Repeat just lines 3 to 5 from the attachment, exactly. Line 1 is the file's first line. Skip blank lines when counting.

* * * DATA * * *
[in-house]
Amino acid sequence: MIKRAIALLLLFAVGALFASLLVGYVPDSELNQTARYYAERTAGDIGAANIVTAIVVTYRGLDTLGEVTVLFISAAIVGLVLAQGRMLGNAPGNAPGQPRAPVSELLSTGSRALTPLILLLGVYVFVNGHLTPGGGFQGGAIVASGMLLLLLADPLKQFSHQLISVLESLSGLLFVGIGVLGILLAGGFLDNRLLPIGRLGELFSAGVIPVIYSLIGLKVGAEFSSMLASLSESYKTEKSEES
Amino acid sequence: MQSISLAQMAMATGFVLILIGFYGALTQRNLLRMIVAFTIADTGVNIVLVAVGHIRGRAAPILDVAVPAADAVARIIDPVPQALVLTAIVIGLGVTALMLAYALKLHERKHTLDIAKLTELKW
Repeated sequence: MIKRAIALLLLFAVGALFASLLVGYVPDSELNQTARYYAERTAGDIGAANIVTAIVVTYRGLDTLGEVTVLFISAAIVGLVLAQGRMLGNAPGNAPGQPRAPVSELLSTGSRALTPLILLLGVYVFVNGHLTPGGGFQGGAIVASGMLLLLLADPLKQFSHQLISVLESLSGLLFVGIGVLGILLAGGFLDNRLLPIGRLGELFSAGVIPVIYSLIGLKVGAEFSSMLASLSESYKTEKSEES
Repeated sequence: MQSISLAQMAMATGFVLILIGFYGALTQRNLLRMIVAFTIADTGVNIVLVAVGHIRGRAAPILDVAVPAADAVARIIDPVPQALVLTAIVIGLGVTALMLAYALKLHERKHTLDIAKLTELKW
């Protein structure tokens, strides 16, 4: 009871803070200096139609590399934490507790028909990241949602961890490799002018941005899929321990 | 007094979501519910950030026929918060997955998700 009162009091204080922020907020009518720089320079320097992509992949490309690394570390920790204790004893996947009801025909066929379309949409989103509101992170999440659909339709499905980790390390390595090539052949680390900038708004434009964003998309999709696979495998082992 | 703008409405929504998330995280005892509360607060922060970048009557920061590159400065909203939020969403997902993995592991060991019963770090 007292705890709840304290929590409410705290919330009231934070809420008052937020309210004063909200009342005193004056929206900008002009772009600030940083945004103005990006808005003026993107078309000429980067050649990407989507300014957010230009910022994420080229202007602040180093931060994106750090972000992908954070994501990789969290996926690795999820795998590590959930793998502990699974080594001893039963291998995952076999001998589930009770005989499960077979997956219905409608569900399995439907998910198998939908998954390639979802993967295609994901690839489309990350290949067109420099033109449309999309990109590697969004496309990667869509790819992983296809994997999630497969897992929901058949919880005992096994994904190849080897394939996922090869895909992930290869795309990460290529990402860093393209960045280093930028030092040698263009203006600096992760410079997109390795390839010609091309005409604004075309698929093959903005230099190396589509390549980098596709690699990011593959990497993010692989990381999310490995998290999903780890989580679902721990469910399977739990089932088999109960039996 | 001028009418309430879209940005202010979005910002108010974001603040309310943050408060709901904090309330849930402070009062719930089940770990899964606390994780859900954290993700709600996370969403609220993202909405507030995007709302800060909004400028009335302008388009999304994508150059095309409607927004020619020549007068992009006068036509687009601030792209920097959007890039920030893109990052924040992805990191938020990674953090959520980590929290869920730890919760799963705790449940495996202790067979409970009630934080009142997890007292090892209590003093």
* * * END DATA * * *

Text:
Amino acid sequence: MQSISLAQMAMATGFVLILIGFYGALTQRNLLRMIVAFTIADTGVNIVLVAVGHIRGRAAPILDVAVPAADAVARIIDPVPQALVLTAIVIGLGVTALMLAYALKLHERKHTLDIAKLTELKW
Repeated sequence: MIKRAIALLLLFAVGALFASLLVGYVPDSELNQTARYYAERTAGDIGAANIVTAIVVTYRGLDTLGEVTVLFISAAIVGLVLAQGRMLGNAPGNAPGQPRAPVSELLSTGSRALTPLILLLGVYVFVNGHLTPGGGFQGGAIVASGMLLLLLADPLKQFSHQLISVLESLSGLLFVGIGVLGILLAGGFLDNRLLPIGRLGELFSAGVIPVIYSLIGLKVGAEFSSMLASLSESYKTEKSEES
Repeated sequence: MQSISLAQMAMATGFVLILIGFYGALTQRNLLRMIVAFTIADTGVNIVLVAVGHIRGRAAPILDVAVPAADAVARIIDPVPQALVLTAIVIGLGVTALMLAYALKLHERKHTLDIAKLTELKW